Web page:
During the pandemic, employees rethought their relationship with work. Our previous paper on this ‘Great Enlightenment’ concluded that employees now seek roles that offer competitive remuneration with other benefits including flexibility, health, wellbeing, and work-life balance.

Good leaders understand that their organisation’s future success depends on whether they can compete for key talent in a global labour market where:

  • Employees want more from their role and their employer, to better match their new ‘life vision’,
  • Opportunities for alternative employment have increased, leading to a shift in the employee/employer power balance, and
  • Some organisations have already started to increase compensation and benefits.

Winning this increasing competition for talented employees is essential, and organisations wanting “to attract and retain the talent they need to move forward must understand the top priorities of their future workforce.”1

From all the available options, which new attraction and retention initiatives will work in your organisation, your sector, and your country?

The needs, wants, motivations and frustrations of existing employees and potential new hires can be identified by asking them. “Do not assume. Simply ask employees…”2

A third-party online survey3 is a good way to survey all employees. Just make sure you take visible action in response. According to McKinsey, employees are “not tired of you asking them. They’re upset about you not doing anything with it.”4

The main aims of this survey are to discover what employees:

  • Like about their role, team, business unit, location, leader(s) and organisation overall,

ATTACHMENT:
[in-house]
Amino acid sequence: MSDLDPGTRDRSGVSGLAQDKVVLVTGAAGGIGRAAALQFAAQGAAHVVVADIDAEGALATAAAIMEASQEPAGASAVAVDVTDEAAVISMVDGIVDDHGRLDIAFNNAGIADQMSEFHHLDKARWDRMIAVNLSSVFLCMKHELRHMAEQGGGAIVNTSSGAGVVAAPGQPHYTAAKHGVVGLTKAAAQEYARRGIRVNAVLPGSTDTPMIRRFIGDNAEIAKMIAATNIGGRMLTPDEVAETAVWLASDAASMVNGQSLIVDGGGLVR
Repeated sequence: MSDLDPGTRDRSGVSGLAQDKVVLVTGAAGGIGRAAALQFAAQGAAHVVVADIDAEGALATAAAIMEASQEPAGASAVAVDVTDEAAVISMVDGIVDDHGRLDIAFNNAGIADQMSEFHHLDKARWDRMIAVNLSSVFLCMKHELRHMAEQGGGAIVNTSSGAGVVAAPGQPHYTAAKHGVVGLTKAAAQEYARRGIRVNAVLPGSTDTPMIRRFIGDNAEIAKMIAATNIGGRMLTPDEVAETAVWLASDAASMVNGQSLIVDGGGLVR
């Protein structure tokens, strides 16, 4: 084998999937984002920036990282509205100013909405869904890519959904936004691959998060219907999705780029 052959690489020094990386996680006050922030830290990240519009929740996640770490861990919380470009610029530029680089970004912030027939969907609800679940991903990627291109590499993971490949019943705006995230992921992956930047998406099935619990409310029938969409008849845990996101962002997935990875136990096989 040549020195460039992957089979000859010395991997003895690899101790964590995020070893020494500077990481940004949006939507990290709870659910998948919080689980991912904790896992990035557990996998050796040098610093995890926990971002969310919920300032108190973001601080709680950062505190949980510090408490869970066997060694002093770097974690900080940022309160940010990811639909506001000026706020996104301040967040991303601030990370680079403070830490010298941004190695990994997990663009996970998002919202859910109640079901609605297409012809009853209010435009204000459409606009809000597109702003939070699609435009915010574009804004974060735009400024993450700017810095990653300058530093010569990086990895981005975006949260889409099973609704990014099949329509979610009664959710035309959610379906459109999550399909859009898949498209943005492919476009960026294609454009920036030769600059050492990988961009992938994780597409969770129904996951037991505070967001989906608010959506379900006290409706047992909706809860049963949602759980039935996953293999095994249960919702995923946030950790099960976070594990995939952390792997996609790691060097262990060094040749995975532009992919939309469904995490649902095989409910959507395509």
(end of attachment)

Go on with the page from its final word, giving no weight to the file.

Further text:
• Want improved about their role, team, business unit, location, leader(s) and organisation overall,
  • See their future in the organisation and beyond to be, and
  • Think would make them happier, recognised, appreciated, valued, more productive and healthier.

As they are critical to your future success, it is suggested that you also engage directly with your key talent pool5 by inviting them to participate in focus groups using external facilitators. Involving the leadership team in these focus groups will enable mutual understanding and direct feedback.

Another suggested initiative is to engage a third-party to survey key talent employed by your competitors and other organisations.6 The main aims of this ‘potential key talent’ survey are to discover:

  • What participants perceive to be the strengths and weaknesses of your organisation, and
  • Why participants would/would not consider joining your organisation.

In combination with your organisation’s usual attrition data and exit interview information, the employee feedback obtained by the various means outlined in this paper will clearly identify:

  • What motivates and frustrates employees,
  • What your organisation is doing well, and what it could do better, and
  • The wants and needs of employees and potential new hires.

Your organisation’s Employee Value Proposition (EVP) is defined by Gartner as “how the labour market and employees perceive the value employees gain by working in”7 your organisation.

EVP enhancement and modernisation, with employee survey feedback as one key input, will be discussed in our next paper.

Finally, throughout this process of discovering your employees’ wants and needs, it is suggested that your organisation develops an internal (and later, external) communications strategy to:

  • Enhance your employees’ sense of involvement,
  • Highlight your organisation’s willingness to listen/evolve/improve,
  • Manage employee expectations, and
  • Explain/promote the initiatives you implement.


Partner | Employment & Labour Team Leader

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